After Hours

Darth Vader: My unlikely fatherhood role model

Geekend contributor Edmond Woychowsky thinks Darth Vader is the perfect father role model because he shows dads what not to do.

Growing up with two older half brothers I believe that I had a definite advantage over other kids. One of my half brothers was still living at home during my formative years, and he was a perfect example of how to screw up in every imaginable way.

For instance, I learned at an early age that babysitting a younger sibling doesn't mean borrowing your friend's handcuffs, handcuffing the younger sibling's left wrist and right ankle, turning the television on, and going out to play with your friends. Not only did I figure out this was a good way to get grounded until you're 26, but I also discovered that mom knew where to find the bolt cutters and the replacement value of handcuffs.

When I became a father, I looked for a role model who could serve me as well as my half brother. I spoke with friends, I read, and I watched television, all in an attempt to find a father figure that I could use as a role model. After much searching it finally struck me that, with an upbringing like mine, Darth Vader is the perfect father role model. (Photo of Darth Vader's armor courtesy of Thais M.)

You probably think that I've lost it, but give me a chance to explain. Yeah, Darth Vader has a borderline personality disorder according to French researchers, but considering that I was looking for examples of what I should and should not do, Darth Vader fits the bill. Think about it — Darth Vader provides a wealth of examples of what not to do when you're a father.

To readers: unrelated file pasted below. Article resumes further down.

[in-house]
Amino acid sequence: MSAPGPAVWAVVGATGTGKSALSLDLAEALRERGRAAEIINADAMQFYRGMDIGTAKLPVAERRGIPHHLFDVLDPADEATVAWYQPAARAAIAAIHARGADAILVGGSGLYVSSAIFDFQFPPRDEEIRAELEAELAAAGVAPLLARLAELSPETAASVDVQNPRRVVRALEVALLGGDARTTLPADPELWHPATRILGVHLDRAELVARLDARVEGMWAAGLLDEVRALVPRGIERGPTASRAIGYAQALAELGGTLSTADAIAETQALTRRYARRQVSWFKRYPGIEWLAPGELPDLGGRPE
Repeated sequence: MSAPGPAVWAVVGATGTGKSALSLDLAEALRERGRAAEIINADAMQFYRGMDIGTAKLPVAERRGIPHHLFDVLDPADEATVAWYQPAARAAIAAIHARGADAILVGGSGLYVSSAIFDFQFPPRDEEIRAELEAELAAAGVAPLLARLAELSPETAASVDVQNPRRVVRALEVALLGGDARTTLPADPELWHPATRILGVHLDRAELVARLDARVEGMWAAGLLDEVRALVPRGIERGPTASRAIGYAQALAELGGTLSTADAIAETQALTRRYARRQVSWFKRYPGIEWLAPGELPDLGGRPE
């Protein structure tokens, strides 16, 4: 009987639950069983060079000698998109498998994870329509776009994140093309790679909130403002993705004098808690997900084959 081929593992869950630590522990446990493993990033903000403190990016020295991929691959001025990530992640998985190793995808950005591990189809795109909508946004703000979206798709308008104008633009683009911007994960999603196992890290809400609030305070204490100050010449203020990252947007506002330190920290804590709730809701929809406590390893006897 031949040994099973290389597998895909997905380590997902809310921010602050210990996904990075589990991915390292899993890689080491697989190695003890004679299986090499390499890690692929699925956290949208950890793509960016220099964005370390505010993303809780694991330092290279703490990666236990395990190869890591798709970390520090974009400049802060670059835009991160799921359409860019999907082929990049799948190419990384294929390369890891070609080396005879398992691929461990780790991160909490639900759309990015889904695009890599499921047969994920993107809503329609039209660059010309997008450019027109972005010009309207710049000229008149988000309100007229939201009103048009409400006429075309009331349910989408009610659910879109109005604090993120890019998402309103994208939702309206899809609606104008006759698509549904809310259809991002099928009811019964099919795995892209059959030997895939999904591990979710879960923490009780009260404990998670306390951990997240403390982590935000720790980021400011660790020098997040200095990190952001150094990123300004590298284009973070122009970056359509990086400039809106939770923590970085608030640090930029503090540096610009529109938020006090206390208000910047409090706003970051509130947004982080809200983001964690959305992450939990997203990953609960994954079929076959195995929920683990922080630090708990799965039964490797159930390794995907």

For starters, Darth Vader wasn't around for Luke or Leia; in fact, he didn't acknowledge either child. Darth Vader never changed a diaper, never clean up kids' messes, and never read Harold and the Purple Crayon to his children. I'm also willing to bet that there wasn't even an order for support. This proves two things: He was truly evil and that the Empire doesn't watch Judge Judy.

In addition, Darth Vader imprisoned Leia in the original Death Star. She was only released through the actions of her brother, Luke, Obi-Wan Kenobi, Han Solo, Chewbacca, R2-D2, and C-3PO. Later, Darth Vader even went so far as to have Lea's boyfriend, Han Solo, frozen in carbonite! Now that I think about it, maybe that isn't a bad idea for dealing with my daughter's boyfriends.

And, of course, Darth Vader tried to kill Luke; he actually shot at Luke in Star Wars: A New Hope. How low can a man sink? Whenever I play the Star Wars games with my children, I don't shoot at them, especially since they learned how to deflect the shots back at me using their lightsabers. Ouch!

In the end, Darth Vader recognizes the importance of family. He even goes so far as to quit his job by throwing his boss down a cooling shaft just so he can spend a little quality time with Luke. Unfortunately, it's only about five minutes of quality time.

In the end, I feel that Darth Vader can serve as an example to fathers everywhere of what not to do. Do you agree? If not, who are your parenthood role models?

Editor's Picks